Shakespeare 400

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Tomorrow, 23 April marks the 400th anniversary of the death of William Shakespeare – poet, playwright and actor. Across the globe Shakespeare’s influence and legacy is being celebrated as part of Shakespeare400 with works of theatre, dance, music, art and literature inspired by the Bard being performed throughout the year.

Australians have long been enthralled by the plays of Shakespeare. The first known performance of his work in Australia is believed to be a production of Henry IV staged in Sydney on 8 April 1800. Throughout the nineteenth and early twentieth centuries Australia played host to many international Shakespeareans from Charles Kean and George Rignold to Laurence Olivier, however, only the work of local actor-managers Allan Wilkie and John Alden seemed to hint at the possibility of a permanent company. This dream was finally realised in 1990 with the founding of The Bell Shakespeare Company by actor John Bell and philanthropist Tony Gilbert.

To coincide with the 400th anniversary of Shakespeare’s death we’re sharing some highlights from our Bell Shakespeare Collection including costumes and production photographs from the company’s past twenty five years. Also on display are some very special items donated to the Performing Arts Collection by John Bell earlier this year which reflect the history of Shakespeare in Australia. These include two very fine prop swords used by 19th century Shakespearean actor, George Rignold who performed in Australia from 1886 to 1899. In true theatrical style these pieces and a number of others were passed down to John Bell by actress Amber May Cecil, whose father actor/director Captain Lawrence H. Cecil came into possession of them following Rignold’s death in 1912.

Shakespeare 400 is currently on display in Smorgon Family Plaza, Theatres Building, Arts Centre Melbourne.

 

Costume Gallery – All That Glitters

This gallery showcases some of the wonderful costumes in our Performing Arts Collection. You can currently see these costumes (and many, many more!) on display at Arts Centre Melbourne in the free exhibition, All That Glitters. This exhibition celebrates the vision behind these costumes, the creativity and skill of those who created them, and the show-stopping performances that brought them to life.

All That Glitters will be on display in Gallery 1 until 23 February 2014.

All That Glitters: Showcasing costumes from Arts Centre Melbourne’s Performing Arts Collection

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Gown worn by Jill Perryman as Dolly Levi in Hello Dolly!, The Gordon Frost Organisation, 1995. Designed by Tim Goodchild. Gift of John Frost, 2001. Arts Centre Melbourne, Performing Arts Collection. Photograph by Jeremy Dillon.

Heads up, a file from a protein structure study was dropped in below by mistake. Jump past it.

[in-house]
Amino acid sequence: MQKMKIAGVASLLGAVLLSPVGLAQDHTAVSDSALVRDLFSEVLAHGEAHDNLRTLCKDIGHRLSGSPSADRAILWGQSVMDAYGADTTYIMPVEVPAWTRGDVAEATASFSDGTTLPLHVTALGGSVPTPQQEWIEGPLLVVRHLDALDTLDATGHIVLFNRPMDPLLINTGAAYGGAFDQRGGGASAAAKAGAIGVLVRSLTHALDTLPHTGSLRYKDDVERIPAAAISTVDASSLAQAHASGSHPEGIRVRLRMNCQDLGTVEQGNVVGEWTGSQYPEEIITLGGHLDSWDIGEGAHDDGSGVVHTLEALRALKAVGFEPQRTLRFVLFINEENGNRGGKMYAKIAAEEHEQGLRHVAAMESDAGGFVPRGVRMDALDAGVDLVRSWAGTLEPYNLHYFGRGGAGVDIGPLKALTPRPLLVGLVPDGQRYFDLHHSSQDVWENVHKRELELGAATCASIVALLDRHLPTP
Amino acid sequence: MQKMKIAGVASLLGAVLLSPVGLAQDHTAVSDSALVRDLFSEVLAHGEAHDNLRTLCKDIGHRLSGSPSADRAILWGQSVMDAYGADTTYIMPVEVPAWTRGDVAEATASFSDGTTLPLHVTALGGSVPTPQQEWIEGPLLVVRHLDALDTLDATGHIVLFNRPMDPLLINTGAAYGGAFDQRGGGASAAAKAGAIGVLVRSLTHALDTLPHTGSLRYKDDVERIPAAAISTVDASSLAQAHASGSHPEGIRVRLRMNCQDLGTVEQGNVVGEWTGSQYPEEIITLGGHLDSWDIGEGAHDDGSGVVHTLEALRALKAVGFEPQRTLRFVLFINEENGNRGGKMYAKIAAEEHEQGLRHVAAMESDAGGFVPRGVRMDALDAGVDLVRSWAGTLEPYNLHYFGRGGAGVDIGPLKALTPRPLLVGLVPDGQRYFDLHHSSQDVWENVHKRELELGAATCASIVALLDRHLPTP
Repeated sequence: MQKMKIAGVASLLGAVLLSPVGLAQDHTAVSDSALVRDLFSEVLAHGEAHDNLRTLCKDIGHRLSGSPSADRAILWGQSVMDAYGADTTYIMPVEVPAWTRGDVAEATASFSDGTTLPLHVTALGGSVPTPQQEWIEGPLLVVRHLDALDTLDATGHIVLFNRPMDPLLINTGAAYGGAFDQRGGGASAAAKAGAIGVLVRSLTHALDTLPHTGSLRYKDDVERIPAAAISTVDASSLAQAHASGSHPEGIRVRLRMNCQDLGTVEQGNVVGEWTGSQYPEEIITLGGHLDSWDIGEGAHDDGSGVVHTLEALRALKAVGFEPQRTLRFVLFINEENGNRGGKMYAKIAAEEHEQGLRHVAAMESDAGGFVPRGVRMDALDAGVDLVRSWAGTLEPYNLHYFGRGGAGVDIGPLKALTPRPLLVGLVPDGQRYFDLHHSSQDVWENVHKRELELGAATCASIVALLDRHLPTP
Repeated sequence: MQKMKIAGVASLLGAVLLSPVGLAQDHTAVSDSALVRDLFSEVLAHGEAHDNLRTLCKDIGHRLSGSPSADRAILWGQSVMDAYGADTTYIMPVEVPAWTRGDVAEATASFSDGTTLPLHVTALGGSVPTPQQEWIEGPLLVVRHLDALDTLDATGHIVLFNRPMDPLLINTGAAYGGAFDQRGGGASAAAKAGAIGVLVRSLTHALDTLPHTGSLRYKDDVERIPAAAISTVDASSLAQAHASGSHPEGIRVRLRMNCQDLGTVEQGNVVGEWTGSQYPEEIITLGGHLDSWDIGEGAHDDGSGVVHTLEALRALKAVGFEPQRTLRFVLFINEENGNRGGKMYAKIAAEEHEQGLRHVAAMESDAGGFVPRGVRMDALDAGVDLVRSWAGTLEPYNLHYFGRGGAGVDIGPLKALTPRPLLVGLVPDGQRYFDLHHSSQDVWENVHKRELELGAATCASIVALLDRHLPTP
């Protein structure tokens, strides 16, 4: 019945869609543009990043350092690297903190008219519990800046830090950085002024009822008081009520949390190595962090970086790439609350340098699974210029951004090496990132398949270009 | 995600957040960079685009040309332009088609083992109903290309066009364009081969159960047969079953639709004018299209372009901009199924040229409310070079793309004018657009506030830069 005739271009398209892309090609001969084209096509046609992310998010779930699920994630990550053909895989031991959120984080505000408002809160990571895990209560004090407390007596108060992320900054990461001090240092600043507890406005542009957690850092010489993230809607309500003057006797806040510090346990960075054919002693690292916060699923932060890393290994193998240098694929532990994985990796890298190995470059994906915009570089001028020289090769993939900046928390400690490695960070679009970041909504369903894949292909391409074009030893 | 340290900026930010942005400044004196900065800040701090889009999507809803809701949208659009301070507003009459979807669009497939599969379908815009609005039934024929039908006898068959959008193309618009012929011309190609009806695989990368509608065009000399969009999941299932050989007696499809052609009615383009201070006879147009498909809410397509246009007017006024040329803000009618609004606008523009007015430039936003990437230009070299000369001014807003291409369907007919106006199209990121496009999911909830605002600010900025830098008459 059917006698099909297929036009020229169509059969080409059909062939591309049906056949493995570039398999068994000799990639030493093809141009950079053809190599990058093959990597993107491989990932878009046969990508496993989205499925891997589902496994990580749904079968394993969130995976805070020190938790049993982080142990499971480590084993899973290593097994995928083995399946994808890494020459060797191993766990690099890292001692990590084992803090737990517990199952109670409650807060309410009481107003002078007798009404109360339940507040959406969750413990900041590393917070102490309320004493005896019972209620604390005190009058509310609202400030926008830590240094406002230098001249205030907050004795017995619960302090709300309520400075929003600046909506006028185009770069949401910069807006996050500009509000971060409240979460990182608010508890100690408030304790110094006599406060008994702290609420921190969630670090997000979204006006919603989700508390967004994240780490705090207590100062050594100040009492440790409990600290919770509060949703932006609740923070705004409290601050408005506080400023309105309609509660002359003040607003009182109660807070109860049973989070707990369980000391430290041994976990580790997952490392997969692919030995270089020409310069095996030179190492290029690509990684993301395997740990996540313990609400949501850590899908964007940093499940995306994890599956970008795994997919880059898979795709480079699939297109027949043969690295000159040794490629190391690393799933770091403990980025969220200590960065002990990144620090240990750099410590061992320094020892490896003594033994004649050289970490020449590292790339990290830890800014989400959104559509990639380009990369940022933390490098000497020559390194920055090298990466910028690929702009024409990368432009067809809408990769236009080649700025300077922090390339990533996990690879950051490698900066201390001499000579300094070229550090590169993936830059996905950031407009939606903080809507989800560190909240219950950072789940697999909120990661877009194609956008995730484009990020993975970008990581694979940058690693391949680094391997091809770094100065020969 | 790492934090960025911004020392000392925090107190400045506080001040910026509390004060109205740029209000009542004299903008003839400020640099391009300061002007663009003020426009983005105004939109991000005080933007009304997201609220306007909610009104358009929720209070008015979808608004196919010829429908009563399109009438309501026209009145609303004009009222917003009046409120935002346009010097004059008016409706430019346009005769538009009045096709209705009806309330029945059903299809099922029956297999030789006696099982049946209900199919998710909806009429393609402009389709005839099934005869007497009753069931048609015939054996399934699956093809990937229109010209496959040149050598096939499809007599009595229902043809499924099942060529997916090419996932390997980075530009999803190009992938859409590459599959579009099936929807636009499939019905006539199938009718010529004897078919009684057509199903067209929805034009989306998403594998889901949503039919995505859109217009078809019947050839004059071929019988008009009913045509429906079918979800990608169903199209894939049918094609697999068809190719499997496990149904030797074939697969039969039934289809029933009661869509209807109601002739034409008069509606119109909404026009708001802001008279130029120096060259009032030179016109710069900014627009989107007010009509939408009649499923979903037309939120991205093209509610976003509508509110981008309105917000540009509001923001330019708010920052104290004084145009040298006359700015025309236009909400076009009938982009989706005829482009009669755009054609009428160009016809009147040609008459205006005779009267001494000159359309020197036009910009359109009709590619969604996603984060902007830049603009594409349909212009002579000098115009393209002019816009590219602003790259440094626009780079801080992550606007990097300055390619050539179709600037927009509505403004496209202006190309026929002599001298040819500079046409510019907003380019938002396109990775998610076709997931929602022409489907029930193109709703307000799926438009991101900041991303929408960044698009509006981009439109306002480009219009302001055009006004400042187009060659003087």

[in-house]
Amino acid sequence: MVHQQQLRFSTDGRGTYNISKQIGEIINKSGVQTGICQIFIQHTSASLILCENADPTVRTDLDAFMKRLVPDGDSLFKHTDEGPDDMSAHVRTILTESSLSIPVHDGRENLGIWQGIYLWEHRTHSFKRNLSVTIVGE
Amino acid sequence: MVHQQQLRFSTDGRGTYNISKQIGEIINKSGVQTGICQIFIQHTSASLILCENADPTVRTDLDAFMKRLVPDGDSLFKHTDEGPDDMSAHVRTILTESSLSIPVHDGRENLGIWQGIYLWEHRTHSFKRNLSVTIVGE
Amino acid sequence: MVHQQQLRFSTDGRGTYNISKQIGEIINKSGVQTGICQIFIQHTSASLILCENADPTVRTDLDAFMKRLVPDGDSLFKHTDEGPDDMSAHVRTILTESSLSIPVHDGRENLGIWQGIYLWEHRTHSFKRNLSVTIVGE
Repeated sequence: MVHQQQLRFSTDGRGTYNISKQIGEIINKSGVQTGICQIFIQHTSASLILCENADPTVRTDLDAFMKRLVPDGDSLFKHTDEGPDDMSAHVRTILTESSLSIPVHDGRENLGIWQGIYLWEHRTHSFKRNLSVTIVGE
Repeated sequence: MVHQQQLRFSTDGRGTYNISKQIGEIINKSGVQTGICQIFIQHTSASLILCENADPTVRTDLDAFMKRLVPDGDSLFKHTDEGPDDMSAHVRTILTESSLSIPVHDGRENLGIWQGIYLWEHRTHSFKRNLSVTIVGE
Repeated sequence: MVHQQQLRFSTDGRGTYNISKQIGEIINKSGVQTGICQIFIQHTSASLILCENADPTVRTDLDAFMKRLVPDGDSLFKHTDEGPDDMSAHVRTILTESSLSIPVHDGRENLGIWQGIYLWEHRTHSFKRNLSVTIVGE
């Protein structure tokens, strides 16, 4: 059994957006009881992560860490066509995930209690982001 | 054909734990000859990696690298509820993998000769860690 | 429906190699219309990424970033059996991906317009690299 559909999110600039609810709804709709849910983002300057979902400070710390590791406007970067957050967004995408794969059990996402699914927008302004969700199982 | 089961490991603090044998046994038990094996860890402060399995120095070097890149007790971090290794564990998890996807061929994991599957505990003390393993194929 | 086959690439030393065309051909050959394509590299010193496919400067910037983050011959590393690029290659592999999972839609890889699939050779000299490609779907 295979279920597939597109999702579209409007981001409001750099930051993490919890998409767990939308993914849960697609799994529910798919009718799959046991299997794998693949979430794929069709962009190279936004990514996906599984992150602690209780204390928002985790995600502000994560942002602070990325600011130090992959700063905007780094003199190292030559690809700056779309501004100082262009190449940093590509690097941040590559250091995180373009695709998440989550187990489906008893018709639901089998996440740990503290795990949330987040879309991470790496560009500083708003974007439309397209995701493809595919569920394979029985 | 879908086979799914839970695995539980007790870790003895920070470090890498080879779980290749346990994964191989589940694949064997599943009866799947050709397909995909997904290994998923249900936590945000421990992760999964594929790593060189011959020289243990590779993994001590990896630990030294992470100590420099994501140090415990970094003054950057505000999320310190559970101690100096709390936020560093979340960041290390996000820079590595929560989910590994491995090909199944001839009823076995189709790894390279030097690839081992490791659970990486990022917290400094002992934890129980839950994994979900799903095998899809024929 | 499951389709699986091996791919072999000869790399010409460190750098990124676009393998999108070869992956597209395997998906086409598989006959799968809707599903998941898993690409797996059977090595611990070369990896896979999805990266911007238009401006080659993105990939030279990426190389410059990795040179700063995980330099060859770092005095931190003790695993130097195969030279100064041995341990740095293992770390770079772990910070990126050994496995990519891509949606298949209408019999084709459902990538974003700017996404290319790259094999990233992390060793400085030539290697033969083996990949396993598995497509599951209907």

All That Glitters showcases some of the most breath-taking examples of stage costume from Arts Centre Melbourne’s Performing Arts Collection. The exhibition celebrates the vision behind these costumes, the creativity and skill of those who created them, and the show-stopping performances that brought them to life.

Costume has played an important role in the development of the Performing Arts Collection since its inception in 1977. The spectacular stage wardrobes of Dame Nellie Melba, Dame Edna Everage and Kylie Minogue lie at the heart of this collection and epitomise the drama, exuberance and glamour of theatrical costume at its most dazzling. These stars of the stage, along with magnificent gowns recently donated by Opera Australia and a number of newly conserved pieces from the hit musicals of the 1950s and 1960s have been the inspiration for All That Glitters.

The exhibition draws together a rich selection of costumes by leading Australian designers including Hugh Colman, Roger Kirk, John Truscott, Kenneth Rowell and Kristian Fredrikson. Many of the costumes have been created to form the centre piece for some of the most lavish productions ever staged by companies such as The Australian Ballet, Sydney Dance Company, Melbourne Theatre Company, Bell Shakespeare and Opera Australia.

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Cloak worn by Nellie Melba as Elsa in Lohengrin, c. 1891. Designed by Jean-Phillipe Worth
Gift of Pamela, Lady Vestey, 1977. Arts Centre Melbourne, Performing Arts Collection. Photograph by Jeremy Dillon.

Each costume has its own unique story and All That Glitters retells these stories with photographic images of the costumes in performance, capturing some of Australia’s most charismatic performers in action. Large scale productions from the world of opera create a major focus point for the exhibition with three extraordinary gowns created specifically for Dame Joan Sutherland.

Stunning costume jewellery will offer a historic glimpse at the captivating stage persona of performers such as Nellie Stewart, Queenie Paul and Esme Levante whose appearances lit up the Australian stage in the first half of the 20th Century.  Also featured are treasured pieces from a famously extravagant production of Aida first seen in Australia in the 1930s.

All That Glitters presents a dramatic display of treasured costumes from Arts Centre Melbourne’s Performing Arts Collection, which are unique to Australia’s performing arts heritage.

All That Glitters
Gallery I November 16 – February 23, 2014
FREE